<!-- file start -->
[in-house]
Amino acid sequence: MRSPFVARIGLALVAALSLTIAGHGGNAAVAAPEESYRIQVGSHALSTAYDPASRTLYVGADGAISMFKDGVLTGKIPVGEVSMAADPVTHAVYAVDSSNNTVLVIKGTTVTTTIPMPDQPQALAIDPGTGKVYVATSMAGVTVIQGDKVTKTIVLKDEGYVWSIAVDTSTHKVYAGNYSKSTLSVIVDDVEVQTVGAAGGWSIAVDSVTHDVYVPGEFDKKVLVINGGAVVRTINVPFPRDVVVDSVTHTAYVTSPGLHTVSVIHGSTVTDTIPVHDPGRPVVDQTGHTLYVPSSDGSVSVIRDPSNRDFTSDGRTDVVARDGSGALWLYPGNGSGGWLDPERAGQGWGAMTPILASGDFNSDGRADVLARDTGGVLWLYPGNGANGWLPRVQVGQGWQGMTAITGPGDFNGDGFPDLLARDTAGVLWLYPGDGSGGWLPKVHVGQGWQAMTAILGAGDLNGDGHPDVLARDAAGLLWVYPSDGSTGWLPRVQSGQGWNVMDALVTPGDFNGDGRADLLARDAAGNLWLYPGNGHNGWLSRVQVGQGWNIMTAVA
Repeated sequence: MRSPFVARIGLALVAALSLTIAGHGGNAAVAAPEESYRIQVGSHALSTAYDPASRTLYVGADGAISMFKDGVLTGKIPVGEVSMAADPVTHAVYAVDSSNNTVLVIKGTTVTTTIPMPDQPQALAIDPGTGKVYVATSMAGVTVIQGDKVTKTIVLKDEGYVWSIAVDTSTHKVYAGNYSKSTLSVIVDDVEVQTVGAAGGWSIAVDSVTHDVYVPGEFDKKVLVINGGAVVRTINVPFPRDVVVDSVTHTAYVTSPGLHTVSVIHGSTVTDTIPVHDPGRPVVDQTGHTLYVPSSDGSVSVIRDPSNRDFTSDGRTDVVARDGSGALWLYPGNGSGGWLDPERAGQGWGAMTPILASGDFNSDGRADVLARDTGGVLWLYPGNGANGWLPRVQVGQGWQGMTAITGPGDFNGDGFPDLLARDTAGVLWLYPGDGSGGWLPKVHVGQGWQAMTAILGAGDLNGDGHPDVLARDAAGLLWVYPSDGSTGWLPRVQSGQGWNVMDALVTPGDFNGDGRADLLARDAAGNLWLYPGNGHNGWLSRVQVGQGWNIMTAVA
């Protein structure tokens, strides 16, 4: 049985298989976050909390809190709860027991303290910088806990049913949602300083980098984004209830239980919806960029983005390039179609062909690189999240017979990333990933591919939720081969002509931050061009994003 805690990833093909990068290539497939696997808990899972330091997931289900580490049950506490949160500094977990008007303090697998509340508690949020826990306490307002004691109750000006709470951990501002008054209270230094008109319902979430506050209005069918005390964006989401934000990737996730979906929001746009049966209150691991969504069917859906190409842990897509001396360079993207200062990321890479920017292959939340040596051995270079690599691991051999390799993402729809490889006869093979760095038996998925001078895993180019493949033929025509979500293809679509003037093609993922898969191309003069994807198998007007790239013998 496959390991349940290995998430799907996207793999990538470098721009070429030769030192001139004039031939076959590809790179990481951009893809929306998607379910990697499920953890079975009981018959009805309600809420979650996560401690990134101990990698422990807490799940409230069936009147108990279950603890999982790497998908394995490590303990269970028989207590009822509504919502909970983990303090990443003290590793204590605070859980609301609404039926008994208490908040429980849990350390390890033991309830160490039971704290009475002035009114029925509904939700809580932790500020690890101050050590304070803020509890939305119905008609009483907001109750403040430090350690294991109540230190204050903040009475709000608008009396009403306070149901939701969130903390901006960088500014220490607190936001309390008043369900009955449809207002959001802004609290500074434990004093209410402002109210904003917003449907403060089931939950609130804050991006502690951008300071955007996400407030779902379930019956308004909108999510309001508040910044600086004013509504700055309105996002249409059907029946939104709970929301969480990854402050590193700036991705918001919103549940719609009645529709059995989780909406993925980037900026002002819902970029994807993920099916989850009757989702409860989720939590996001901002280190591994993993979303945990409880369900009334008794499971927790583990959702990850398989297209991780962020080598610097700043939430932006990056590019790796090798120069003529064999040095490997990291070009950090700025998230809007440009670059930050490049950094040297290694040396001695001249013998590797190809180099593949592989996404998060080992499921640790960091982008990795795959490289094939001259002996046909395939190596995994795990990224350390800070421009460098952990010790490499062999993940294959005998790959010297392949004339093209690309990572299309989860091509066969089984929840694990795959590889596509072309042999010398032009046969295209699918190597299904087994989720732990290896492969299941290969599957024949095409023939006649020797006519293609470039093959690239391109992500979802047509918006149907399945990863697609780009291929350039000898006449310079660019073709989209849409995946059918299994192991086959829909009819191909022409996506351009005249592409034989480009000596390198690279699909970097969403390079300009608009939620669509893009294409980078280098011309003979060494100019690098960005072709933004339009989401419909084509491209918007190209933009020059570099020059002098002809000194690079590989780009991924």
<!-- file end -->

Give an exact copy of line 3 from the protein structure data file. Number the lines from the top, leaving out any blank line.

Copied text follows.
Repeated sequence: MRSPFVARIGLALVAALSLTIAGHGGNAAVAAPEESYRIQVGSHALSTAYDPASRTLYVGADGAISMFKDGVLTGKIPVGEVSMAADPVTHAVYAVDSSNNTVLVIKGTTVTTTIPMPDQPQALAIDPGTGKVYVATSMAGVTVIQGDKVTKTIVLKDEGYVWSIAVDTSTHKVYAGNYSKSTLSVIVDDVEVQTVGAAGGWSIAVDSVTHDVYVPGEFDKKVLVINGGAVVRTINVPFPRDVVVDSVTHTAYVTSPGLHTVSVIHGSTVTDTIPVHDPGRPVVDQTGHTLYVPSSDGSVSVIRDPSNRDFTSDGRTDVVARDGSGALWLYPGNGSGGWLDPERAGQGWGAMTPILASGDFNSDGRADVLARDTGGVLWLYPGNGANGWLPRVQVGQGWQGMTAITGPGDFNGDGFPDLLARDTAGVLWLYPGDGSGGWLPKVHVGQGWQAMTAILGAGDLNGDGHPDVLARDAAGLLWVYPSDGSTGWLPRVQSGQGWNVMDALVTPGDFNGDGRADLLARDAAGNLWLYPGNGHNGWLSRVQVGQGWNIMTAVA